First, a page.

U of I's Darrel Good Gives His Weekly Outlook

Larger-than-expected crops could drive down prices in the near term.

Published on: Jul 15, 2008

There is a lot of growing season left, but current crop and weather conditions suggest a possibility for further weakness in corn and soybean prices in the near term.

"Crop condition ratings and our crop weather model suggest that the U.S. average yield could be a bushel above the USDA projection if summer weather is near average and an early freeze is avoided," says Darrel Good, U of I Extension marketing specialist. "The lateness of the crop and extensive re-planting, however, make yield prospects very uncertain."

According to Good, the USDA's yield estimate in the August Crop Production report will be based on a very immature crop, but the acreage estimate will be important.

Corn prices and, to a lesser extent, soybean prices have come under pressure over the past two weeks. The weakness started with the USDA's June Acreage report and continues as production prospects improve.

On July 11, the USDA released the monthly World Agricultural Supply and Demand Estimates report.

"For corn, that report confirmed trends revealed in the June 30 Grain Stocks report and general trade expectations," Good notes. "The forecast of feed and residual use of corn during the current marketing year was reduced by 100 million bushels."

Good says this reflects the larger-than-expected June 1 inventory as well as a 30-million-bushel increase in projected feed and residual use of wheat this summer.

He adds, "The forecast of ethanol use of corn during the current year was reduced by 50 million bushels and the projection of other processing uses was reduced by 15 million bushels."

For the 2008-09 marketing year, the U.S. average corn yield is forecast at 148.4 bushels, based on a linear trend from 1990 through 2007 adjusted for late planting and emergence and a smaller portion of harvested acreage in the Corn Belt.

"That forecast is 0.5 bushels below the June forecast," says Good. "Production is forecast at 11.715 billion bushels. Consumption forecasts were little changed from June with a 50-million-bushel increase in feed and residual use and a 65-million-bushel reduction in food and industrial use."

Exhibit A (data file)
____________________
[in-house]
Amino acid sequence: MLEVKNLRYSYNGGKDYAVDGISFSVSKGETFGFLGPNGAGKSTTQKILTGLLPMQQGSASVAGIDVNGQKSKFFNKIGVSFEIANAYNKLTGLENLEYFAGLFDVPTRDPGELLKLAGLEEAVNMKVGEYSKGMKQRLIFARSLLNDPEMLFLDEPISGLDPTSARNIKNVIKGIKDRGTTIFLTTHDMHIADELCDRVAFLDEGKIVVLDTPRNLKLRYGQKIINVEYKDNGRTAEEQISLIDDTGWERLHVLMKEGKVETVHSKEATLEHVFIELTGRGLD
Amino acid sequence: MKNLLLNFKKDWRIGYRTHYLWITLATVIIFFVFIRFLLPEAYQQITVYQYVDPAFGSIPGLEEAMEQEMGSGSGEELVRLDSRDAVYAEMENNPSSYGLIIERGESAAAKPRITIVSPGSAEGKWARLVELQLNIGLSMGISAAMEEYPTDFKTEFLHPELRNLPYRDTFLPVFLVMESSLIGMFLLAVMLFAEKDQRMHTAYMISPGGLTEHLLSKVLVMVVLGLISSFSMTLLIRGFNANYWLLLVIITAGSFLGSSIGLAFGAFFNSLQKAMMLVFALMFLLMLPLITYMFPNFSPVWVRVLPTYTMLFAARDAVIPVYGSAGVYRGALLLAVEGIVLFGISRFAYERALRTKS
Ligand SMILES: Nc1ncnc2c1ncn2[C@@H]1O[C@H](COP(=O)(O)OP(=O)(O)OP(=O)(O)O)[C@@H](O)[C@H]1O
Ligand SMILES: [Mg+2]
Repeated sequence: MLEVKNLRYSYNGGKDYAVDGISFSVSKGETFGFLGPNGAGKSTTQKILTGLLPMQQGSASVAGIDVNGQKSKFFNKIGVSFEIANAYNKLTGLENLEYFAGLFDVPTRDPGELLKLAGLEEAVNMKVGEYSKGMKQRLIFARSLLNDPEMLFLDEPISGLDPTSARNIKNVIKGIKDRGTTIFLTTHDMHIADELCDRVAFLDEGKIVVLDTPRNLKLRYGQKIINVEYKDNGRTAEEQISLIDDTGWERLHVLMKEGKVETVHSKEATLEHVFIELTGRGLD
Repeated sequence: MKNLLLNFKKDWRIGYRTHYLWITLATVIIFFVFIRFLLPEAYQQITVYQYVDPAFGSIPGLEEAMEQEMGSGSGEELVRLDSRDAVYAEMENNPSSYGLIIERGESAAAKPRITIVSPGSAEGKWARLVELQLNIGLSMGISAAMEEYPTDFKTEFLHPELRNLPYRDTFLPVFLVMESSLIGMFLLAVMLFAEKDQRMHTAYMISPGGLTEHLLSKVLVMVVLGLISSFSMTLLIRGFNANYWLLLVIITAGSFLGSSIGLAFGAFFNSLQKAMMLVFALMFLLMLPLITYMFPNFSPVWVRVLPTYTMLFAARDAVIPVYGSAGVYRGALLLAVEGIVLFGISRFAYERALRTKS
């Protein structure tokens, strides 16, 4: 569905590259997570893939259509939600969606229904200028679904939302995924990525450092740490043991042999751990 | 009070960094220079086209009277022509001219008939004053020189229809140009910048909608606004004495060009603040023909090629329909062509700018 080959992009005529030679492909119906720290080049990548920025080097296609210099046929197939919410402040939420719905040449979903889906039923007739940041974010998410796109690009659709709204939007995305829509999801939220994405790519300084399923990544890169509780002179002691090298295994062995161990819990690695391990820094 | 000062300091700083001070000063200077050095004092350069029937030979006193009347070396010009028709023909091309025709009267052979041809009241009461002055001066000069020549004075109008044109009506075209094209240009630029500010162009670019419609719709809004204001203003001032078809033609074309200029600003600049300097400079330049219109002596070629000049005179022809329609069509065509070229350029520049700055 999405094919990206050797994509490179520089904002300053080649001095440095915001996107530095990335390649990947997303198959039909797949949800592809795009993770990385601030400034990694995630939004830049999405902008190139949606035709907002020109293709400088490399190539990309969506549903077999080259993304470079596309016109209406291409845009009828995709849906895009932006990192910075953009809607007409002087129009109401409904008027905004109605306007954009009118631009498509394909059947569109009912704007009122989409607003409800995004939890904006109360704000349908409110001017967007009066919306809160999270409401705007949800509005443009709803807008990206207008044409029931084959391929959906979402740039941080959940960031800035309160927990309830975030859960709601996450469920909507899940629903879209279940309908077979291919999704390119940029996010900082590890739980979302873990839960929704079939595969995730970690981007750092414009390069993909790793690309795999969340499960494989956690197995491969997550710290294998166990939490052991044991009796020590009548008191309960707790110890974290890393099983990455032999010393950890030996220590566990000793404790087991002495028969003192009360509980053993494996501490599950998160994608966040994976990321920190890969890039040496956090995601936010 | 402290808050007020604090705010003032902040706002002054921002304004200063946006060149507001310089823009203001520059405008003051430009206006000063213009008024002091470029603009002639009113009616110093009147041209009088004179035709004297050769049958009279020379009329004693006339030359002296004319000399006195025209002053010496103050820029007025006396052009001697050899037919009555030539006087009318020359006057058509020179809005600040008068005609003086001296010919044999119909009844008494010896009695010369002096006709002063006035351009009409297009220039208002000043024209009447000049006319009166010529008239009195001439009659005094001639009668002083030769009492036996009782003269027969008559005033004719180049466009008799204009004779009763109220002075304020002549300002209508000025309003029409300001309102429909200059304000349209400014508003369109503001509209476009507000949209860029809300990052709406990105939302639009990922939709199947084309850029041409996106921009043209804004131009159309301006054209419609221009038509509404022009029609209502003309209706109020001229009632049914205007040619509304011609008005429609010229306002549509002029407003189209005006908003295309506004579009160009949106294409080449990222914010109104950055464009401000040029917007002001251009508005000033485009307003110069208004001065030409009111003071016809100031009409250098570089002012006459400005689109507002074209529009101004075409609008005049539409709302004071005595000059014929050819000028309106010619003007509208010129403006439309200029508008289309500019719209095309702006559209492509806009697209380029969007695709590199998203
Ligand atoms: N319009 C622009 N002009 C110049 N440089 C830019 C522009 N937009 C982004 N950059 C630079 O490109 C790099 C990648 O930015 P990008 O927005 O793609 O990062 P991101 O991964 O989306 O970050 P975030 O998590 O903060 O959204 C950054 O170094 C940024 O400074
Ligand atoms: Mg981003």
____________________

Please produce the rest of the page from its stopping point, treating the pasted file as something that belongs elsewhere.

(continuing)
Good adds that some believe that ethanol use of corn will not reach the USDA projection of 3.95 billion bushels, but margins have improved significantly as a result of the recent drop in corn prices. Year-ending stocks are expected to be small at 833 million bushels, but 160 million larger than forecast last month.

Generally favorable weather in recent weeks and a forecast of needed precipitation in parts of the northern Corn Belt suggest that corn production prospects are continuing to improve. Crop condition ratings, along with our crop weather model, suggest the U.S. average yield could be two to three bushels above the USDA forecast if at least average weather conditions persist, Good adds.

The first yield forecast based on producer surveys and field observations will be released on Aug. 12.

"Crop maturity is late enough that yields will be difficult to estimate," he notes. "However, the adjustments, if any, to planted and harvested acreage estimates will be very important."

Soybean Projections

For soybeans, two changes were made in the projections of use during the current marketing year.

"Exports are now projected at 1.145 billion bushels, 35 million larger than the June projection," Good explains. "The larger projection likely reflects the ongoing strong pace of shipments and the fact that Census Bureau export estimates through May exceed the USDA's cumulative export inspection estimate by 29 million bushels."

"The larger export projection was offset by a reduction in the projection of residual use," Good notes. "That use is now projected at minus-35 million bushels, further evidence that the 2007 crop was underestimated."

For the 2008-09 marketing year, the U.S. average soybean yield is projected at 41.6 bushels, based on 1989 through 2007 regional trend analysis adjusted for late planting and emergence. That projection is 0.5 bushels below the June forecast and, when coupled with fewer acres revealed in the June Acreage report, results in a production forecast of three billion bushels.

"That forecast is 105 million below the June forecast," he concludes. "The projection of use during the 2008-09 marketing year was 67 million below the June forecast, but the projection of year-ending stocks declined by 35 million bushels, to a total of only 140 million bushels."